How: While facing one another with 1 foot between both of you, each partner holds a plank supported with arms fully extended and body in a straight line from head to toe. From this base, both partners will perform a push-up, return to the starting position, lift their right hand and reach toward the opposite shoulder of their partner. Put your right hand to the floor, complete another push-up and then repeat the reach, this time using your left side.
Pro tips: Depending on your or your partner’s fitness levels, this exercise can be modified for push-ups from the knees, or even with your feet elevated to make it a greater challenge. Keep a steady pace and control the reach to get the most out of the core challenge.
Forward-backward lunges with medicine ball pass
Why: Lunges are a foundational movement to strengthen the entire musculature of the legs, including some of the smaller muscles that assist in balancing and stabilizing your body. A good deal of this added benefit occurs as you move your legs through different positions and stabilize in a split stance to catch or throw a weighted medicine ball.
How: In this move, one partner lunges forward while the other lunges backward. Stand facing each other 1 to 2 feet apart, depending on how far you’d like to throw the ball. To begin, one partner will need to be holding the medicine ball at their chest. One partner will step forward with the right foot, as the other steps backward with the left foot. Both sink into a lunge by bending the front and back knees 90 degrees, keeping knees over ankles, back straight and core tight. At the bottom of the lunge, the partner with the ball passes it to the other before both push off and return to the start position. The dance is then reversed, with the partner now holding the ball taking a step forward with the left foot, as the other steps backward with the right foot. Both sink into a lunge and repeat the process for reps.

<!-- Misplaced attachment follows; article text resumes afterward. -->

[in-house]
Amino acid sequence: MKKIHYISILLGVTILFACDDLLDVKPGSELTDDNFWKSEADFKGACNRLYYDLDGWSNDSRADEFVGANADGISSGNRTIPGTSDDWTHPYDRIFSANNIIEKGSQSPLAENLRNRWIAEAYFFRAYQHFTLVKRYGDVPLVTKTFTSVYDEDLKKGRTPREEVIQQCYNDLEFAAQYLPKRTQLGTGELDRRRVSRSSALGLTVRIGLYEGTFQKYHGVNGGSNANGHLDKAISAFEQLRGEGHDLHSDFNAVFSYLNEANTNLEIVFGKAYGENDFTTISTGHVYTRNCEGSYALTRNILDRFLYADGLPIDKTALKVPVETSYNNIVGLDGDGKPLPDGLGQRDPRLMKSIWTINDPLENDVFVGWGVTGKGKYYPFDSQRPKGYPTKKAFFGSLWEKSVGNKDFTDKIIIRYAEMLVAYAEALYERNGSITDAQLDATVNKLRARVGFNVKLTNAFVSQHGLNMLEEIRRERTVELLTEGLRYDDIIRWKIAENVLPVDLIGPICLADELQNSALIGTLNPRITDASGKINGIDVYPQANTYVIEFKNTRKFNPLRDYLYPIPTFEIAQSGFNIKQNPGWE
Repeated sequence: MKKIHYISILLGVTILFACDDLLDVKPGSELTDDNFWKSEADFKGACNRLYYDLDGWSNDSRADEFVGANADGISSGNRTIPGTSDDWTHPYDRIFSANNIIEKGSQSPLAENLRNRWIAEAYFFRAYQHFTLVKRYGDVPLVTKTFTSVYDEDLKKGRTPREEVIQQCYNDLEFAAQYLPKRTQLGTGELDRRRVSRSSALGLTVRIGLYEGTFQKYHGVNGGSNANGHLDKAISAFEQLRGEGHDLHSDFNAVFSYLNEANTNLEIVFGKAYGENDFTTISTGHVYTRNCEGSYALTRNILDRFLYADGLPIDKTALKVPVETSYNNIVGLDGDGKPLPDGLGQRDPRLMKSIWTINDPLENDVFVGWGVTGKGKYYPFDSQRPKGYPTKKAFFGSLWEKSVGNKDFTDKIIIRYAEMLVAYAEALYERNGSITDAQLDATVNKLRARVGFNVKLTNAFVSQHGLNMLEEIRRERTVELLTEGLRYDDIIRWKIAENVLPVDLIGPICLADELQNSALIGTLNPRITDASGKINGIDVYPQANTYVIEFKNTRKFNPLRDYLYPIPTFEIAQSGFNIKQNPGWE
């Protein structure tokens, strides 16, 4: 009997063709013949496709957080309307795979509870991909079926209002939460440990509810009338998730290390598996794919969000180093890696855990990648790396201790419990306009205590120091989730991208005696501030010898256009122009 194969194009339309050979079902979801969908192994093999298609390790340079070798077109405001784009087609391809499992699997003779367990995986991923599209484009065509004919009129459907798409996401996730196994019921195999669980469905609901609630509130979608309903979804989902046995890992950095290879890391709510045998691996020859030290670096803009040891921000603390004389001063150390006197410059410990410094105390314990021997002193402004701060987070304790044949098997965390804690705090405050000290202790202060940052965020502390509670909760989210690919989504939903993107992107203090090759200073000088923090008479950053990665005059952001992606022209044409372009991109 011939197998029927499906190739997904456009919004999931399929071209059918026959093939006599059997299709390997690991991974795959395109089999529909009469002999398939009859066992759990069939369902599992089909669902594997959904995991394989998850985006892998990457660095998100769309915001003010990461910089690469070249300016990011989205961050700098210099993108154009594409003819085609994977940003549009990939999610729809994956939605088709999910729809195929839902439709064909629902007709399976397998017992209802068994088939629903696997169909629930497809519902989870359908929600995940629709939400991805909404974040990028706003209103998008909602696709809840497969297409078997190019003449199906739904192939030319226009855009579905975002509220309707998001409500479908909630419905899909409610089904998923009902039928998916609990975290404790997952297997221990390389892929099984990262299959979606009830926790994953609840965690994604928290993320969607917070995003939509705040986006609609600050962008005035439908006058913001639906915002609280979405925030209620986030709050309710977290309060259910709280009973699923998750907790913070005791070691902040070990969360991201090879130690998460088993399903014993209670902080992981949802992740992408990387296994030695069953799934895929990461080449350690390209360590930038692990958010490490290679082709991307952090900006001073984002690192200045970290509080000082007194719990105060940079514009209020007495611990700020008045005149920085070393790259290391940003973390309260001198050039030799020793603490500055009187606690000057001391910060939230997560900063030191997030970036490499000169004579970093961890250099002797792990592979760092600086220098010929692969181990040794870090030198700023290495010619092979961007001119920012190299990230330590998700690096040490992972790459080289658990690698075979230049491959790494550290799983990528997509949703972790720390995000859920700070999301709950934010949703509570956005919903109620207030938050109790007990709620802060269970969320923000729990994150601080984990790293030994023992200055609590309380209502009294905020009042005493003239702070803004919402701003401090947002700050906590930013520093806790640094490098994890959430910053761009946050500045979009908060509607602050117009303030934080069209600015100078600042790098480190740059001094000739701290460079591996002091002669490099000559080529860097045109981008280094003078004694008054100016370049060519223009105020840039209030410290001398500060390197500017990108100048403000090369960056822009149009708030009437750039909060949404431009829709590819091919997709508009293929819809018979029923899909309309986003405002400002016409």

Pro tips: Focus on proper form here and give each other cues when something looks a little off with their ankles, knees, hips or core.
Sit-up with Medicine ball pass
Why: Although it’s gotten a bad rap from some experts, the sit-up is an important movement to ensure a strong core and hip complex. This movement is a must when combined with a good balanced program to address the complementary need for hip extension.
How: Both partners lie faceup, knees bent, feet flat on the floor with ankles overlapping. One partner will hold the ball with arms extended overhead to begin with. Each partner will then contract their abs to sit up, bringing up arms and medicine ball to face their partner. At this point, the medicine ball is tossed or handed over to the opposite partner. As both partners lower, the partner with the ball will extend it overhead to lightly tap it on the ground before returning up and repeating the transfer.
Pro tips: Keep your hips and low back flat on the ground to focus on the abs with this movement. If you feel your glutes or back coming off the ground (especially when lowering the ball overhead), slow down and focus on initiating the move with your midsection first.
Video created by: Thomas Garanzuay
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Damon and Hillary Ayon are Stronger Together